Quick quiz: What is Mendocino?
If you answered that it’s a coastal community located north
of San Francisco in California’s wine country, you’d
be right. But if you identified it as the code name for a new business
product evolving out of a first-time alliance between Microsoft
and SAP AG, you’d also be correct. And if you added that Mendocino
the product is scheduled to hit a major milestone this week, you’d
get extra credit.
About 40 Microsoft customers and 10 partners are scheduled
to get a “technology preview” -- sort of a pre-beta
beta of Mendocino -- on Friday.
Mendocino will link SAP directly to Microsoft Office applications,
which developers say will allow information workers access SAP data
and processes through the familiar Office environment. That capability
should help companies improve efficiency and speed up decision making,
says Chris Caren, general manager of Microsoft’s Business
Initially, Mendocino will focus on four key “scenarios”
allowing users to process SAP information in Microsoft Outlook:
budget monitoring, time management, personal-leave management and
HR-related administrative and planning tasks.
Microsoft says the product, which was announced last spring, is
on track for a broader beta release in the spring. It’s expected
to become available late next summer.
Open-Source Software Firm Woos Midmarket -- and Venture Capitalists
A San Diego-area software firm believes its open-source products
will attract not only small and midsize organizations dismayed by
the costs of proprietary business software, but venture capitalists
IRadeon Group Inc. of Roseville, Calif., customizes open-access
programs for uses ranging from e-commerce to customer relationship
management to employee training. The 6-year-old firm targets businesses
with fewer than 1,000 employees because, officials say, those companies
are often hard pressed to invest in the hardware, consulting and
licensing fees that come with proprietary products. IRadeon hopes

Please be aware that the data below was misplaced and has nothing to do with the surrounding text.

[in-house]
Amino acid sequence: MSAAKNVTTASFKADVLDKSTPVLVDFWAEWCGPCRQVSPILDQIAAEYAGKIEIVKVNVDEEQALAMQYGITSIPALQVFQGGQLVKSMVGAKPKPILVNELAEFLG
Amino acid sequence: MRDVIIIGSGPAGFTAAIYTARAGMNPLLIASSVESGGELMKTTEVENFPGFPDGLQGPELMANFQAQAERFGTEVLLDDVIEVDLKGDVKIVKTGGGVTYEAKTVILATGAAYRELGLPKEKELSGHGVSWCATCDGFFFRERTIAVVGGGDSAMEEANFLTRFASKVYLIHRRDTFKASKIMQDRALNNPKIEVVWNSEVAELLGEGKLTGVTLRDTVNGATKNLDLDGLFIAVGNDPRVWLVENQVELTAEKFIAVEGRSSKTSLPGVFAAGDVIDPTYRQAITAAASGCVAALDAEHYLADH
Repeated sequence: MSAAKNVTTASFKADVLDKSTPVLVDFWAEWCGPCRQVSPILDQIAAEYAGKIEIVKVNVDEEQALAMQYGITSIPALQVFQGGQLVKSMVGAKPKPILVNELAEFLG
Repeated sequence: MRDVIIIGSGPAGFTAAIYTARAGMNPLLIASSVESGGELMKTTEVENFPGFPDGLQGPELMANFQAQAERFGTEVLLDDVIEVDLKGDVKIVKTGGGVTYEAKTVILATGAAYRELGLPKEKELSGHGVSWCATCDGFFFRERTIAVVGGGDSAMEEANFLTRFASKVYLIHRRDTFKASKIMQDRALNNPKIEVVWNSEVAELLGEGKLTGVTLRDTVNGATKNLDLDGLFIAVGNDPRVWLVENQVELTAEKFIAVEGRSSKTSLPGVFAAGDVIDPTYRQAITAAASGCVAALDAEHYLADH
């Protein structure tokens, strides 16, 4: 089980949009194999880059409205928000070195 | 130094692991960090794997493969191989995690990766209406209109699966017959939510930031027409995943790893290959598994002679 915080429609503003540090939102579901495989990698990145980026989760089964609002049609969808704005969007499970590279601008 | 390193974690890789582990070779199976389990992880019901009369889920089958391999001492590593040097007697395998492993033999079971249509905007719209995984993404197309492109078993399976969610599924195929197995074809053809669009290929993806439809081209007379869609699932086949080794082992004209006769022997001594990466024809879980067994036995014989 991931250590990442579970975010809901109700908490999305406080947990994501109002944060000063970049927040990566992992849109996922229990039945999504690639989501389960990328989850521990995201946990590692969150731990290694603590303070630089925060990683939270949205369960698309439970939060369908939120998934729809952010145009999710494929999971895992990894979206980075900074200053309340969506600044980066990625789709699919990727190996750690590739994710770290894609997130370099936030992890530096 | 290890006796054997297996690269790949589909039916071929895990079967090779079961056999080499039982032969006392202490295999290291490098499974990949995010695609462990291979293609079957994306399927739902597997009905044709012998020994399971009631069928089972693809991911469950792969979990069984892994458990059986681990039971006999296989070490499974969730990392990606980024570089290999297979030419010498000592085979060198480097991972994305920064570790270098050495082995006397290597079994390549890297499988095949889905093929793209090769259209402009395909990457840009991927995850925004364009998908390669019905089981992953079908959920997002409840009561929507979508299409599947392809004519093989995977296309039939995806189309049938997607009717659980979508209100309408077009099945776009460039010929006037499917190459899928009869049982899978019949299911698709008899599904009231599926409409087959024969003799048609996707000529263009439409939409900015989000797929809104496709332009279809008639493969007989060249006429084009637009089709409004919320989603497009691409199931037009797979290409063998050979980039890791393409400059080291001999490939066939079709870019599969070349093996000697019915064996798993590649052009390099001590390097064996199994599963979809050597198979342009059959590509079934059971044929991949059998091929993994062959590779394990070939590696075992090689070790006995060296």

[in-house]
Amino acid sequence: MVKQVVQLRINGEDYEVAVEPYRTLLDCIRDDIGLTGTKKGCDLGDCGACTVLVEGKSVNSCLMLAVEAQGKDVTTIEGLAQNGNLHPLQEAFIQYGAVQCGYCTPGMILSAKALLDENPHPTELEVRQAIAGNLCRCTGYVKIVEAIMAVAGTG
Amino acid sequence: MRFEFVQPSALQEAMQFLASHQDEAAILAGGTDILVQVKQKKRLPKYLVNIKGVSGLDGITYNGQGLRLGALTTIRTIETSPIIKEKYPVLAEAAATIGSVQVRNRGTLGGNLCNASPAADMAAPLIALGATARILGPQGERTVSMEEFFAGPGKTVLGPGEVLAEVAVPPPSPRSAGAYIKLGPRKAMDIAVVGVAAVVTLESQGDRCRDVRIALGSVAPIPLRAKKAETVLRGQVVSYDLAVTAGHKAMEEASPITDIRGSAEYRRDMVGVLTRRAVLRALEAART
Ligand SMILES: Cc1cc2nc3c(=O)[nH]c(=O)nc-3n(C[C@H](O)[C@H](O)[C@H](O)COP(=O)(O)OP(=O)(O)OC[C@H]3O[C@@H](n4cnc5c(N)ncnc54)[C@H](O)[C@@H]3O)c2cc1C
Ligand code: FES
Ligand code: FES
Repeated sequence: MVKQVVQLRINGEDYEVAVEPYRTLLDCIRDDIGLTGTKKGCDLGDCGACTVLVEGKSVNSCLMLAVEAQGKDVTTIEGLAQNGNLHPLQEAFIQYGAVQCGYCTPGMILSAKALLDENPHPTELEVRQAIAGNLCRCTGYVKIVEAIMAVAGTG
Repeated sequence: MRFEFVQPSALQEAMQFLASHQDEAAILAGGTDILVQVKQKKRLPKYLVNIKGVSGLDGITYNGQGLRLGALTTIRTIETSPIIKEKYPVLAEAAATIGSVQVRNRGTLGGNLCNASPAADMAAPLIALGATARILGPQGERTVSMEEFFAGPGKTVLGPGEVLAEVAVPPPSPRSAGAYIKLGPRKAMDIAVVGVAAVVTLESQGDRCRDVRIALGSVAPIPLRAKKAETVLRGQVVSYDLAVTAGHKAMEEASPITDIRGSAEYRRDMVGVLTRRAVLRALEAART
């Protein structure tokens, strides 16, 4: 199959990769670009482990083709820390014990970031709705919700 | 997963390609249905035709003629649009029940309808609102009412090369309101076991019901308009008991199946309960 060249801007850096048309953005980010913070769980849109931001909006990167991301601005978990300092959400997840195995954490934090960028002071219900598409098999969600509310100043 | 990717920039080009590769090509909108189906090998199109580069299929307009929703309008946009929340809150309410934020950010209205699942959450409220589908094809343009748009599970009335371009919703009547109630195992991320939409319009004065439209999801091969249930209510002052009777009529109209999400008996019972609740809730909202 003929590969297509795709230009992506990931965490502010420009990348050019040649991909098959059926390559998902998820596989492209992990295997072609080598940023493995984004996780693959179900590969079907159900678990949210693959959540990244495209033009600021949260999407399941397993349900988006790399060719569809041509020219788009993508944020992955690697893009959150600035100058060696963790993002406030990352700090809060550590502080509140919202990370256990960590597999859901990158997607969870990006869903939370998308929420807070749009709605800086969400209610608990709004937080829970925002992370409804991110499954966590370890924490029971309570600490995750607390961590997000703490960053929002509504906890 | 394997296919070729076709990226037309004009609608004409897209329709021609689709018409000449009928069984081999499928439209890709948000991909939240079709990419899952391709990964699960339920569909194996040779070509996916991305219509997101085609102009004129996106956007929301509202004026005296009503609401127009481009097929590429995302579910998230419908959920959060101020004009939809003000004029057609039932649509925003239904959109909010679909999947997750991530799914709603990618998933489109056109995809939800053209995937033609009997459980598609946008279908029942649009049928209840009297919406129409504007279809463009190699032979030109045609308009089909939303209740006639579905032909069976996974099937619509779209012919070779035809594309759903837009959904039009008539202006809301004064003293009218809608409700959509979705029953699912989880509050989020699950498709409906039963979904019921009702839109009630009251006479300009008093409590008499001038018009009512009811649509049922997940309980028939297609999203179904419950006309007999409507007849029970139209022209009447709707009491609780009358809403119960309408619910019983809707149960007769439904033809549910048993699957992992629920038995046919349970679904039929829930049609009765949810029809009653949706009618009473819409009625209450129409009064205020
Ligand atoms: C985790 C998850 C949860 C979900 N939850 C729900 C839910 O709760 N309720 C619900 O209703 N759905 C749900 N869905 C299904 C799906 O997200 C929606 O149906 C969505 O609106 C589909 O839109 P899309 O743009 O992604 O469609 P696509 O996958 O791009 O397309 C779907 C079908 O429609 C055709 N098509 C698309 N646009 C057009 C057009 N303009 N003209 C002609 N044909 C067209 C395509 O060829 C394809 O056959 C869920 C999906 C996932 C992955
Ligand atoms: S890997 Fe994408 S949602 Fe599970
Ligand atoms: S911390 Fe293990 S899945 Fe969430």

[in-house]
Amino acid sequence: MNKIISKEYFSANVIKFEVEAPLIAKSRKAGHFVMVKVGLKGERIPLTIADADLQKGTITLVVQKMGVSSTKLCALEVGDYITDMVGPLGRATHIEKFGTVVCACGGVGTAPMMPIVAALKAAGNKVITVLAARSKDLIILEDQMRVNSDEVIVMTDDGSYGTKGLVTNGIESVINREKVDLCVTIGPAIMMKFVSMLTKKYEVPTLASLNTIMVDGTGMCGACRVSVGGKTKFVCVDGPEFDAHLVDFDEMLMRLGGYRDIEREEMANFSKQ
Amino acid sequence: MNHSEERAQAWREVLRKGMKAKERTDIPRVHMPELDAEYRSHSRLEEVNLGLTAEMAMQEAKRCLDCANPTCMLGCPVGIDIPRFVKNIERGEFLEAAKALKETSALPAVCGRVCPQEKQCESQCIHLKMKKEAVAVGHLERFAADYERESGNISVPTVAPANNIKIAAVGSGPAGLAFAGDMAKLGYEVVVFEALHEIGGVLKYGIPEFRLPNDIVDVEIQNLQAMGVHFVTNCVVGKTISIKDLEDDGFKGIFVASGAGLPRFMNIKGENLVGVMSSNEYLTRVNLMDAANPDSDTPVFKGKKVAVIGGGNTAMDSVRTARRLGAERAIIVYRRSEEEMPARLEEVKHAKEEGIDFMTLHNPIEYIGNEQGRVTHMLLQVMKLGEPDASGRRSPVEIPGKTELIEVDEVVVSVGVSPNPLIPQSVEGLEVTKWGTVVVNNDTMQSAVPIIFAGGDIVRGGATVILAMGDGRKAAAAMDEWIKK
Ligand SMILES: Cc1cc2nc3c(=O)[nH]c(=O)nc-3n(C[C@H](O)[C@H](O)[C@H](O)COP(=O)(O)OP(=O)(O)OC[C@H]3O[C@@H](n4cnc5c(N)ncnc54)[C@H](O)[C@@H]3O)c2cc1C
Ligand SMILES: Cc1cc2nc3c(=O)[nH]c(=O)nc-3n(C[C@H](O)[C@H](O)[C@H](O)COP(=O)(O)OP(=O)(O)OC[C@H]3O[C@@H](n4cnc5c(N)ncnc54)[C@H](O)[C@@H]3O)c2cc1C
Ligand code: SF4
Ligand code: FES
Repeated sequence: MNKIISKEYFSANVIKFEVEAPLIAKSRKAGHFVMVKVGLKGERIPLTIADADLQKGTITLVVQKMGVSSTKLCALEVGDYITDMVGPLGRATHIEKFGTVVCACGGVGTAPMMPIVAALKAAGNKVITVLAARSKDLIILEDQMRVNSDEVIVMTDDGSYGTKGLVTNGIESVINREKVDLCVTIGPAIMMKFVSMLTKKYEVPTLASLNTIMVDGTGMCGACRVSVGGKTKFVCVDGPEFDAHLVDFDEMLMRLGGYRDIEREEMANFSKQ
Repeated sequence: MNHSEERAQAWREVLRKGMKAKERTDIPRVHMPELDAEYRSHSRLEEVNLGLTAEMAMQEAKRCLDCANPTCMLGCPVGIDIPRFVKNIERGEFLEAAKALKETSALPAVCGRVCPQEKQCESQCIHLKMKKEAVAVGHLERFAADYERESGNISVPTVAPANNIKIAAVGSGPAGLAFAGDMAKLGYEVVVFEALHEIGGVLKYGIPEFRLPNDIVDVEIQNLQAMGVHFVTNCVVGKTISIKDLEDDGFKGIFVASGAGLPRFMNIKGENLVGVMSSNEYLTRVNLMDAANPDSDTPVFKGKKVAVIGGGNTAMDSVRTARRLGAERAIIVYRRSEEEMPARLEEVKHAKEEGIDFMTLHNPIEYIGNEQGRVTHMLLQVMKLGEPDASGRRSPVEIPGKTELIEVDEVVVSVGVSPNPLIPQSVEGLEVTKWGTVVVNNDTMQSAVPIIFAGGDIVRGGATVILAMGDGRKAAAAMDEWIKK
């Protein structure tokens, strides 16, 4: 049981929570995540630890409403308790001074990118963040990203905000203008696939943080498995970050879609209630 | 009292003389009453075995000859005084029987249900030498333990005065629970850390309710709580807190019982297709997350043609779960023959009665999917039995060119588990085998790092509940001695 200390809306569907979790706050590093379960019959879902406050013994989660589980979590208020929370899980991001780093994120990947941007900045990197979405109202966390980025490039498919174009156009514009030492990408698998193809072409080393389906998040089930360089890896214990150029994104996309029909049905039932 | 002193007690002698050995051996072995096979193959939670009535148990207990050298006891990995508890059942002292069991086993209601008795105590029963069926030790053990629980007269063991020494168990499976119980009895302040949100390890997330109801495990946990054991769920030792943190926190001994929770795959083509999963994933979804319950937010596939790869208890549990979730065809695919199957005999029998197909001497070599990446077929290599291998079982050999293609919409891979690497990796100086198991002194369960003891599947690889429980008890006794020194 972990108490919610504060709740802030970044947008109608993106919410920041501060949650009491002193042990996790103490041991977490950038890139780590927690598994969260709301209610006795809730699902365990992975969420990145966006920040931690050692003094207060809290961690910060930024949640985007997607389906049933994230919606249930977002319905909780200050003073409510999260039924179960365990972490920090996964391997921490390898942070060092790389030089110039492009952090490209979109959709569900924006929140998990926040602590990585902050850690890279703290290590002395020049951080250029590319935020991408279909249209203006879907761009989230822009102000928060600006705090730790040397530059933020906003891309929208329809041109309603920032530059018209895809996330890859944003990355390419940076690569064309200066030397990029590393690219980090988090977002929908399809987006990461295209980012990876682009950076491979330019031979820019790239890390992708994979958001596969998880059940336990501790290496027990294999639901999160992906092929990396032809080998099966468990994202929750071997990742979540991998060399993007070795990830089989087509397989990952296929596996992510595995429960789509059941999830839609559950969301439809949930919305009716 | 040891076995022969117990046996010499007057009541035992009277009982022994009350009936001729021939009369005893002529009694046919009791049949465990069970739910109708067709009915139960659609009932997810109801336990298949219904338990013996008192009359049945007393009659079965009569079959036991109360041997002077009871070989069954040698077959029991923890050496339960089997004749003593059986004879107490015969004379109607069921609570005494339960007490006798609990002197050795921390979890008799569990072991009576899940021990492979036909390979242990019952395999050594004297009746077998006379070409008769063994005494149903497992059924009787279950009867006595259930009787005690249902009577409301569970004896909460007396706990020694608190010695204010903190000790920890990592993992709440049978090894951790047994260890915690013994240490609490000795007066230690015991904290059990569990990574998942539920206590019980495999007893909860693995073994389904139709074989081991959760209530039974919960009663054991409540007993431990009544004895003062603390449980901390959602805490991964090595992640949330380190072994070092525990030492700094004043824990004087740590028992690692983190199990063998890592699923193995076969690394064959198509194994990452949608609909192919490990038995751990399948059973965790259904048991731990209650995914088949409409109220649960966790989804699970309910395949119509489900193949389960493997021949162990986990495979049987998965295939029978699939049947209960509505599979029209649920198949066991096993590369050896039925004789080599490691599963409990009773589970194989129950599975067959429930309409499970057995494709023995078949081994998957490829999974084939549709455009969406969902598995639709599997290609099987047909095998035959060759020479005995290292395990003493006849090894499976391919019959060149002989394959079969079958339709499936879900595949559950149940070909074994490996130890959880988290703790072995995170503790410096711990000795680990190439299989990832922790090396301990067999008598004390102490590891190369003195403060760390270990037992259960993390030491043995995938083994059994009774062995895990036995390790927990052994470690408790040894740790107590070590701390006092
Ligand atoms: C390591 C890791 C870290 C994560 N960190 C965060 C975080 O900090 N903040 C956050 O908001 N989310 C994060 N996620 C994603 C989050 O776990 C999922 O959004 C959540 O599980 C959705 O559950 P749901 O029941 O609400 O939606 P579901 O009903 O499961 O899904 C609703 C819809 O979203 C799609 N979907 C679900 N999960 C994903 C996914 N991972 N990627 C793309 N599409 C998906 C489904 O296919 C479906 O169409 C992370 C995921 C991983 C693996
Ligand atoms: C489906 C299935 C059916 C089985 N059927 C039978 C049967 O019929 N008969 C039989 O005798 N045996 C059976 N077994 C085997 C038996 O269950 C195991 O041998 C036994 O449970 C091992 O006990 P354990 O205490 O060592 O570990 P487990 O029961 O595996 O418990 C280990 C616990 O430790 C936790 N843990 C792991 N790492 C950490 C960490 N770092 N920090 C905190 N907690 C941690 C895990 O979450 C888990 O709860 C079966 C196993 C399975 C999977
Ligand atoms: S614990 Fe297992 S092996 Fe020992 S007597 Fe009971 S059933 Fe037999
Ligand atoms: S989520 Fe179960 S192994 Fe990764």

investors will agree that that market is ripe with opportunity:
to seek $30 million in funding early in 2006.
column was originally published in our weekly
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Want an Xbox 360? Here’s Where (and When) to Look
Pssst: Still desperately seeking one of Microsoft’s new Xbox
360 machines for somebody’s holiday gift? I know where you
can find one. But it’ll cost you a bundle.
The Xbox 360s, which normally retail for $300 and up, have
been selling briskly for two and three times that amount on
eBay this week. During a one-day auction on Tuesday, the price jumped
from $700 to $850 in the last couple of minutes. On Wednesday morning,
some Xbox offerings drew 40 or more bids, with the price rising
by $100 or more in the auctions’ final couple of minutes.
Meanwhile, Boston college student Chris
Lamberts’ online Xbox inventory tracker was issuing what
appeared to be real-time availability reports such as “Overstock.com:
In stock 1 minute ago,” “CompUSA: Sold out about 4 hours
ago” and “Barnes & Noble: Sold out 6 days ago.”
If you simply must have an Xbox this holiday season, here’s
my advice: Wait until next week, do some comparison shopping, take
the best deal and surprise the recipient with an out-of-the-blue
New Year’s gift instead. I guarantee you’ll save a bundle.
New Year’s Resolution: Protect Your PC in 2006
Microsoft’s Security Technology Unit wants everyone in your
organization to make secure online computing a top personal priority
for the coming year.
The company’s “Protect
Your PC in 2006” initiative encourages all users to boost
their security online by applying the following rules to their own
- Always use an Internet firewall.
- Run regular security updates (automatically, if possible).
- Install an anti-virus program and keep it up to date.
- Use software that combats spyware.
“Online criminals are much like their offline peers: They
make a living by hunting for weak spots in the system and trying
to exploit them,” says Amy Roberts, the security unit’s
director of project management. Taking the pledge and adopting the
four best practices can go a long way toward keeping users safe
on their own computers as well as on the machines at work.
Microsoft Software: Spotting Billing Errors
Billing mistakes for Microsoft software happen more often than you
might think. And when things go wrong, it's not just the price --
compliance can be affected as well. Scott Braden, the Redmond Negotiator
for our sister publication Redmond magazine, walks
you through what to watch out for.
Posted by Anne Stuart on December 21, 2005 at 11:53 AM